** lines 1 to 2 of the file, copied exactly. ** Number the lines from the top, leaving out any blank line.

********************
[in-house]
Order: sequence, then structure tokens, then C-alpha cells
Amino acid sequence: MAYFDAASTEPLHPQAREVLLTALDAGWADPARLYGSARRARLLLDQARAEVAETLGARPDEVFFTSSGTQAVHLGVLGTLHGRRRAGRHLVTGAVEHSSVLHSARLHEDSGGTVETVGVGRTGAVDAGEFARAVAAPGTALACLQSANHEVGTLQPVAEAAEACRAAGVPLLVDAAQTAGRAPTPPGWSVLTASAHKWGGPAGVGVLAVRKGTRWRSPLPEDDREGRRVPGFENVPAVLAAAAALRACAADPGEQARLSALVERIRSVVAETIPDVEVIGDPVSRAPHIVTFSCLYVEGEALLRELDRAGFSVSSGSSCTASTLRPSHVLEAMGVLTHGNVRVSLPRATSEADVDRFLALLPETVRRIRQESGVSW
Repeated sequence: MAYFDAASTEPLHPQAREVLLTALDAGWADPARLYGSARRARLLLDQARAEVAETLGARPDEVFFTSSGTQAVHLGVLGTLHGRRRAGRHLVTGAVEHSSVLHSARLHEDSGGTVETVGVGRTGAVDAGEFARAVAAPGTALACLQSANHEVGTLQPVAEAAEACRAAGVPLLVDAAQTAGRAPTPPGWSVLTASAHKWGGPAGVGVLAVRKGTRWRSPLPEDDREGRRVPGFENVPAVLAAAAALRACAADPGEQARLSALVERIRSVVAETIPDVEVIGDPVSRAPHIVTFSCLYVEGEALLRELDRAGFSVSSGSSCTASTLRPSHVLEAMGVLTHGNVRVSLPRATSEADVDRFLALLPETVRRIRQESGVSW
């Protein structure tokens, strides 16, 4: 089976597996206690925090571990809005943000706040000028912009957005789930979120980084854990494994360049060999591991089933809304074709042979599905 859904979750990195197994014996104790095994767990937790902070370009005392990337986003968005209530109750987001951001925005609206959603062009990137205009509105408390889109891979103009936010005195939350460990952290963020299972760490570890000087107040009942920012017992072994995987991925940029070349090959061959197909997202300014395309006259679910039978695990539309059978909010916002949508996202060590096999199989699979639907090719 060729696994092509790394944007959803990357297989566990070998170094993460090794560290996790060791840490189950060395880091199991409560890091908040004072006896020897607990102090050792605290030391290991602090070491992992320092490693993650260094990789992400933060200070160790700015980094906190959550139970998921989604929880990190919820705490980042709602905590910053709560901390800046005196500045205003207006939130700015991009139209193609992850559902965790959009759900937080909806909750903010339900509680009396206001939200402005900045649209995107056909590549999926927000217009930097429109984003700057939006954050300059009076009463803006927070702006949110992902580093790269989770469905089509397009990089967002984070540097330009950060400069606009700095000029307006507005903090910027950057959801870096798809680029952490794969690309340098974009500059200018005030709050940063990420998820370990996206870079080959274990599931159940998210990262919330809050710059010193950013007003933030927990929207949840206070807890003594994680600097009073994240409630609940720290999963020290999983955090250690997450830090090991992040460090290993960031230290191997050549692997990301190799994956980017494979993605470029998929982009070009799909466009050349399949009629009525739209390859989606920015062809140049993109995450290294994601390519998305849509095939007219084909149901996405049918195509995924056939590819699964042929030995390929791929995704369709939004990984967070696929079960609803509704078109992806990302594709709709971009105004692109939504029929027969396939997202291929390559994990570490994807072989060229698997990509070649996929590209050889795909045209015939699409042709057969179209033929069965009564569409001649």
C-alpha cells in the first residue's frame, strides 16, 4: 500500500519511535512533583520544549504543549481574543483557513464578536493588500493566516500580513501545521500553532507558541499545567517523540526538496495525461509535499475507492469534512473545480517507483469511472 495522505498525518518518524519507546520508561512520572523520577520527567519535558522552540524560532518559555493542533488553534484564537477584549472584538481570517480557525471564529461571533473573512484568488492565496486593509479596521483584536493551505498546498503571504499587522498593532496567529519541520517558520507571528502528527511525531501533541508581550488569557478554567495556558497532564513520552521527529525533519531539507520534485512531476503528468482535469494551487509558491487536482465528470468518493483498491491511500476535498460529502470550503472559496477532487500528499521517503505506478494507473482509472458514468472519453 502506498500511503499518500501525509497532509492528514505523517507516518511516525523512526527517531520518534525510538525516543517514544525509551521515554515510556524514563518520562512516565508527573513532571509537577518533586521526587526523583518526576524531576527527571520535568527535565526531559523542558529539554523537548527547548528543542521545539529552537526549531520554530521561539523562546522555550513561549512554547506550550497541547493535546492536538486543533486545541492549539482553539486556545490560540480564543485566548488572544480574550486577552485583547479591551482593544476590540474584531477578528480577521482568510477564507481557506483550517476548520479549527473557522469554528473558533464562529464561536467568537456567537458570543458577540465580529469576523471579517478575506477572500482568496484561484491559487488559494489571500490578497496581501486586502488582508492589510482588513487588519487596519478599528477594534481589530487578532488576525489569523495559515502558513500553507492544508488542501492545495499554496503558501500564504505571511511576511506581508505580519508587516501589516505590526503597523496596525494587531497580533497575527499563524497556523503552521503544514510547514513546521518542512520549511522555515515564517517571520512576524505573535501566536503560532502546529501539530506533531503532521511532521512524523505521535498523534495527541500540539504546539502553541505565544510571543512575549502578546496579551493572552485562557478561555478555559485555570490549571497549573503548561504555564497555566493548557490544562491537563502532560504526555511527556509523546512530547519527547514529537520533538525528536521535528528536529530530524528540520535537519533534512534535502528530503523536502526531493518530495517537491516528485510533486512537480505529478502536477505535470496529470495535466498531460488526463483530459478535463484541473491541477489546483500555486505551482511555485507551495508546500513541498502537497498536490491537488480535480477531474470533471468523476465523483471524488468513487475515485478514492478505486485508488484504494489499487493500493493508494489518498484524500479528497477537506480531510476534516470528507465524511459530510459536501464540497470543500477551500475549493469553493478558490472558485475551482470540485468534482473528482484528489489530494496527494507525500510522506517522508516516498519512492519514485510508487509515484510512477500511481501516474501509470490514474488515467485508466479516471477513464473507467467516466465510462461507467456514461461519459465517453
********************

[in-house]
Order: sequence, then structure tokens, then C-alpha cells